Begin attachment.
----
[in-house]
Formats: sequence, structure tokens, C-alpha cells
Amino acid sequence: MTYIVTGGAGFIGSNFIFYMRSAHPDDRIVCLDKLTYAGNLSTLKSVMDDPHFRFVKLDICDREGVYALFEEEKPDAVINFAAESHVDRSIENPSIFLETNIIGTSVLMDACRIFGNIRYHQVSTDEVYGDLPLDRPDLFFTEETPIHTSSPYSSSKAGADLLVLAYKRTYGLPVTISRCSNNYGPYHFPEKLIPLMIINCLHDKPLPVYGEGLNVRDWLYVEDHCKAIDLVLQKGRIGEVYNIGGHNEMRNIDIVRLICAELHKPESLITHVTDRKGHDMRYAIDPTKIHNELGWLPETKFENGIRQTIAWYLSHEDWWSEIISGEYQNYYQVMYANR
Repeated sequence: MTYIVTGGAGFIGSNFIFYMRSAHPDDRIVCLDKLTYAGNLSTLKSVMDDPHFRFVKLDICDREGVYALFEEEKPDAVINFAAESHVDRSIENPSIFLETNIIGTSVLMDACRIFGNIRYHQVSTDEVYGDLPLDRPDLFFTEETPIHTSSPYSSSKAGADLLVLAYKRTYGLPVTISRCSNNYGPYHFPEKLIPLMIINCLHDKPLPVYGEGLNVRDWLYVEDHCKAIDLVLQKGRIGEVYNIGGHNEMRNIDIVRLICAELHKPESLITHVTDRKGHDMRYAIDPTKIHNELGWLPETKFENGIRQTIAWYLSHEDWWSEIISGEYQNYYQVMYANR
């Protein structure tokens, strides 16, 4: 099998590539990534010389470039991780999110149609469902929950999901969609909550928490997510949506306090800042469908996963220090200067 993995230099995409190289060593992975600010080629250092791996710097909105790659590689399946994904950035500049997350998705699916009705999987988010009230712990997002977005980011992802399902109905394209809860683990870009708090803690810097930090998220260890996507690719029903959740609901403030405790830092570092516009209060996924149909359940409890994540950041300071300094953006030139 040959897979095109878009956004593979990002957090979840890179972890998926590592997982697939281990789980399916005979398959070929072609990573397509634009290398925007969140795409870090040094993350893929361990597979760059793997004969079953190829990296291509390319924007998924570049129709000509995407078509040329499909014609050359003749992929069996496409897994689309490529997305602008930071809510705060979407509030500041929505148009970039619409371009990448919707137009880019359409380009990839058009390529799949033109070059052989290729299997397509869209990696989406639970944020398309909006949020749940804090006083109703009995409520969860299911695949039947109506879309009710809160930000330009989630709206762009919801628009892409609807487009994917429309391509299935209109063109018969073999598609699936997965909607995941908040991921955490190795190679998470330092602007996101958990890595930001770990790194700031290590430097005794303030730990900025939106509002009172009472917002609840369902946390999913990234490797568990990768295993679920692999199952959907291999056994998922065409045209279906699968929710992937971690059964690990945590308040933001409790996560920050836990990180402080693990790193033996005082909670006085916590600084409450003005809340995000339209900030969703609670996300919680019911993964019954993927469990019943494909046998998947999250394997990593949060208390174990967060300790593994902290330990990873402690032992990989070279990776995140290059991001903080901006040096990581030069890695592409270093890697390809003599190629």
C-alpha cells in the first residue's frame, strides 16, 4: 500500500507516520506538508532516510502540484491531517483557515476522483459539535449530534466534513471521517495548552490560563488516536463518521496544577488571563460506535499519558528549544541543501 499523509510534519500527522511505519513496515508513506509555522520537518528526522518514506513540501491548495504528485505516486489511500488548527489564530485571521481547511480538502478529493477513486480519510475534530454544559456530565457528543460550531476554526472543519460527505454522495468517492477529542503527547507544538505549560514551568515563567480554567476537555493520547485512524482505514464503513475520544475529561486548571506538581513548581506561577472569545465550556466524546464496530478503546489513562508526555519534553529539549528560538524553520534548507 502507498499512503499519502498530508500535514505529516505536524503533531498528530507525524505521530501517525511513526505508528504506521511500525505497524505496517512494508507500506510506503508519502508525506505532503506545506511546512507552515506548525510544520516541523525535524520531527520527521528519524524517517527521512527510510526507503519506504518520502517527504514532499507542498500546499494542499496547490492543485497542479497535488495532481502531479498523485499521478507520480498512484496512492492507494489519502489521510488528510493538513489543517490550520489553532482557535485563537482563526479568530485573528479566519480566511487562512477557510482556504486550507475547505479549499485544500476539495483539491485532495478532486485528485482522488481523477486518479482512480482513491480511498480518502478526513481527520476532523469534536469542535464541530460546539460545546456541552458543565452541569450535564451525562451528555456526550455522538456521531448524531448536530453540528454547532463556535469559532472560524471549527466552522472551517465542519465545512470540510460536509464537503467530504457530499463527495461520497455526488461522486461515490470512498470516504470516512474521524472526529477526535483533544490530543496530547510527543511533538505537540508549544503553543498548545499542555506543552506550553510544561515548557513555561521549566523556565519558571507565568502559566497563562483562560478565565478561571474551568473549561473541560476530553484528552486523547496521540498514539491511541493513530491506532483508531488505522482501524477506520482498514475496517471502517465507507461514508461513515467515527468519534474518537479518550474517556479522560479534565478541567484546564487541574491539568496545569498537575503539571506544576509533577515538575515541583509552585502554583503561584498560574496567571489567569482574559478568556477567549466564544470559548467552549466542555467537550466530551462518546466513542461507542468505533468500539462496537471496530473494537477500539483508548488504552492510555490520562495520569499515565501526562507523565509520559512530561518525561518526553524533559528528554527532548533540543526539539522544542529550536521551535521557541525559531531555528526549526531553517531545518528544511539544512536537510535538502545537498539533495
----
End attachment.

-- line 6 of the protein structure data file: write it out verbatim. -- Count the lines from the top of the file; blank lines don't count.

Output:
C-alpha cells in the first residue's frame, strides 16, 4: 500500500507516520506538508532516510502540484491531517483557515476522483459539535449530534466534513471521517495548552490560563488516536463518521496544577488571563460506535499519558528549544541543501 499523509510534519500527522511505519513496515508513506509555522520537518528526522518514506513540501491548495504528485505516486489511500488548527489564530485571521481547511480538502478529493477513486480519510475534530454544559456530565457528543460550531476554526472543519460527505454522495468517492477529542503527547507544538505549560514551568515563567480554567476537555493520547485512524482505514464503513475520544475529561486548571506538581513548581506561577472569545465550556466524546464496530478503546489513562508526555519534553529539549528560538524553520534548507 502507498499512503499519502498530508500535514505529516505536524503533531498528530507525524505521530501517525511513526505508528504506521511500525505497524505496517512494508507500506510506503508519502508525506505532503506545506511546512507552515506548525510544520516541523525535524520531527520527521528519524524517517527521512527510510526507503519506504518520502517527504514532499507542498500546499494542499496547490492543485497542479497535488495532481502531479498523485499521478507520480498512484496512492492507494489519502489521510488528510493538513489543517490550520489553532482557535485563537482563526479568530485573528479566519480566511487562512477557510482556504486550507475547505479549499485544500476539495483539491485532495478532486485528485482522488481523477486518479482512480482513491480511498480518502478526513481527520476532523469534536469542535464541530460546539460545546456541552458543565452541569450535564451525562451528555456526550455522538456521531448524531448536530453540528454547532463556535469559532472560524471549527466552522472551517465542519465545512470540510460536509464537503467530504457530499463527495461520497455526488461522486461515490470512498470516504470516512474521524472526529477526535483533544490530543496530547510527543511533538505537540508549544503553543498548545499542555506543552506550553510544561515548557513555561521549566523556565519558571507565568502559566497563562483562560478565565478561571474551568473549561473541560476530553484528552486523547496521540498514539491511541493513530491506532483508531488505522482501524477506520482498514475496517471502517465507507461514508461513515467515527468519534474518537479518550474517556479522560479534565478541567484546564487541574491539568496545569498537575503539571506544576509533577515538575515541583509552585502554583503561584498560574496567571489567569482574559478568556477567549466564544470559548467552549466542555467537550466530551462518546466513542461507542468505533468500539462496537471496530473494537477500539483508548488504552492510555490520562495520569499515565501526562507523565509520559512530561518525561518526553524533559528528554527532548533540543526539539522544542529550536521551535521557541525559531531555528526549526531553517531545518528544511539544512536537510535538502545537498539533495